- Ability to use digital camera/smart phone to diagnose nitrogen deficiency in corn plants coming?
- "App" based on Arkansas research.
Farmers may soon be able to use a digital camera or smart phone to diagnose nitrogen deficiency in corn plants. This ability is based on research by Larry Purcell, professor of crop, soil, and environmental sciences, and Doug Karcher, associate professor of horticulture, in the University of Arkansas Division of Agriculture and Dale Bumpers College of Agricultural, Food and Life Sciences.
Because nitrogen deficiency can reduce yields, farmers watch for symptoms and may submit plant samples for laboratory tests to determine if a supplemental nitrogen application is needed. The research by Purcell and Karcher could result in "an app for that" -- a smart phone application.
Purcell and his graduate students developed a method to measure the "greenness" of corn leaves using a digital camera and commercially-available software. Darker green leaves indicate a higher concentration of nitrogen because it is a key nutrient for plant development.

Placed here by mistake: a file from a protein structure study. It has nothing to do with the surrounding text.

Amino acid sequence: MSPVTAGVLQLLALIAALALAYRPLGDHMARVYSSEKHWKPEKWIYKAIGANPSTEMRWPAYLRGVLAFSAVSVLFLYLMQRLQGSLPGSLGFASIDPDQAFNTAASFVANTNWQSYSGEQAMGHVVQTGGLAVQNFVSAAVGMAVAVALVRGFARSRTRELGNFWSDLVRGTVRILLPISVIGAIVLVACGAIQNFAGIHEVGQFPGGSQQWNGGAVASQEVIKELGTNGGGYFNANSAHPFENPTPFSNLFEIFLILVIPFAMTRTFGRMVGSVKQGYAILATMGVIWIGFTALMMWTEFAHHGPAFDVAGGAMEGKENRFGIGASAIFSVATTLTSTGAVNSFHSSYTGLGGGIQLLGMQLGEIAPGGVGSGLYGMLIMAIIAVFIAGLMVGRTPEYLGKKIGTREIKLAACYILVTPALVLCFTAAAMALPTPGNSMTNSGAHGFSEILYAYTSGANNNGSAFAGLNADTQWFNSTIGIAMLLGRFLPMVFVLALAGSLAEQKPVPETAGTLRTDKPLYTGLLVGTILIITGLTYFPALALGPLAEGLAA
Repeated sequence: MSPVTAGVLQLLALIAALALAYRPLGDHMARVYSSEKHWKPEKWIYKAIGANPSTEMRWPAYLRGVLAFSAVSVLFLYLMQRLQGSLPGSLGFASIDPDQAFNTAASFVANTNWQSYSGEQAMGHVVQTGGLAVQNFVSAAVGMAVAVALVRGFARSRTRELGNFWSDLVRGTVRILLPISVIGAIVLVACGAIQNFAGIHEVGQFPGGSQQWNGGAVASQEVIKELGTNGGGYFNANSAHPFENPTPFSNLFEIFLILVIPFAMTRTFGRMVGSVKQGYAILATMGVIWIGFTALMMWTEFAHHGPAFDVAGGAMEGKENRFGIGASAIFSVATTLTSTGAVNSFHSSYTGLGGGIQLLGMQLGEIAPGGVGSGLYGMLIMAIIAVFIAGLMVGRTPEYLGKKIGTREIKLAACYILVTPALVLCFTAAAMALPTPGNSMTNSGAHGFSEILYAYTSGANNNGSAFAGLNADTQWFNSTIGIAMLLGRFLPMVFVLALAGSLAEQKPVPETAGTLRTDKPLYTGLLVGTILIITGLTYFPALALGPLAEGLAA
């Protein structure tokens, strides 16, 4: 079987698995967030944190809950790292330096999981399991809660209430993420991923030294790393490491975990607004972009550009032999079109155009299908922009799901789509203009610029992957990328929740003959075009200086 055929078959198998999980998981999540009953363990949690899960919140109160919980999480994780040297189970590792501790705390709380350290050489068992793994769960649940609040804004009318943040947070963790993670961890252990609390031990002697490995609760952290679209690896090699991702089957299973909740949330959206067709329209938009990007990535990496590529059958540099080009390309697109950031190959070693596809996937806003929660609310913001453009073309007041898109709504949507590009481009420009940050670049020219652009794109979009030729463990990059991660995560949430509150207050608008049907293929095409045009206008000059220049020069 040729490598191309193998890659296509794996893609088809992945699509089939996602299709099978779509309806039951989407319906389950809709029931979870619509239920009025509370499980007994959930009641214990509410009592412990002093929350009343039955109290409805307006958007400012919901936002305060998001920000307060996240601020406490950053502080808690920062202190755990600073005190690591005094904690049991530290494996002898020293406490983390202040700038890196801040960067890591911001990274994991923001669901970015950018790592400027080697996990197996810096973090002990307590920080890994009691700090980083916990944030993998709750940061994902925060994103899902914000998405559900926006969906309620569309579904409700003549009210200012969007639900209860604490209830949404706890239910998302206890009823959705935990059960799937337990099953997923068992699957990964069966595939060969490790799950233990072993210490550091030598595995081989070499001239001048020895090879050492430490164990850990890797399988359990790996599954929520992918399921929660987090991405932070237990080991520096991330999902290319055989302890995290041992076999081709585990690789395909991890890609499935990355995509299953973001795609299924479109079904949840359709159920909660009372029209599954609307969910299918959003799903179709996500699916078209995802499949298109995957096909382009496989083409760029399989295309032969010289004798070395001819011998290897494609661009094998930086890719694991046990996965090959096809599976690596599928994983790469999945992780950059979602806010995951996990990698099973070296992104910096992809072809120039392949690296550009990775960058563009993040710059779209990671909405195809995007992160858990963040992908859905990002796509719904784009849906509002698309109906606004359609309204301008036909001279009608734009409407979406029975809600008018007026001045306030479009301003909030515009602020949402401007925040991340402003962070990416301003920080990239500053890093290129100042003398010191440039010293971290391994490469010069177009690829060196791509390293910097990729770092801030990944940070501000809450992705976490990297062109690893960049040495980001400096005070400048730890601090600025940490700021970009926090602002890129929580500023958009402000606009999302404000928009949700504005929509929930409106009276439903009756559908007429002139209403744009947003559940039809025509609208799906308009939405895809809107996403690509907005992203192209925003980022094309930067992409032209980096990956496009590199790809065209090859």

Leaves from plants that received a range of soil-nitrogen treatments were photographed under different light conditions with a dark green disk and a yellow disk. The disks provide reference points, regardless of the light conditions, for analyzing the leaf color based on a digital Dark Green Color Index (DGCI). Digital imaging software analyzes the variation from the DGCI level of greenness for a healthy nitrogen concentration to calculate the actual concentration in the plant tissue.
"Including color disks as internal standards opens up the possibility of taking digital images directly in the field and uploading the images to a server for immediate analysis of plant nitrogen status," Purcell said.
Continued research is focused on calibrating the amount of nitrogen to apply to corn to recover yield potential based on DGCI measurements. Purcell is also developing DGCI measurements as a diagnostic tool for other non-leguminous crops.
The research appears in the September–October 2011 issue of the journal Crop Science and was featured on the front page of the Crop Science Society of America Web site: www.crops.org.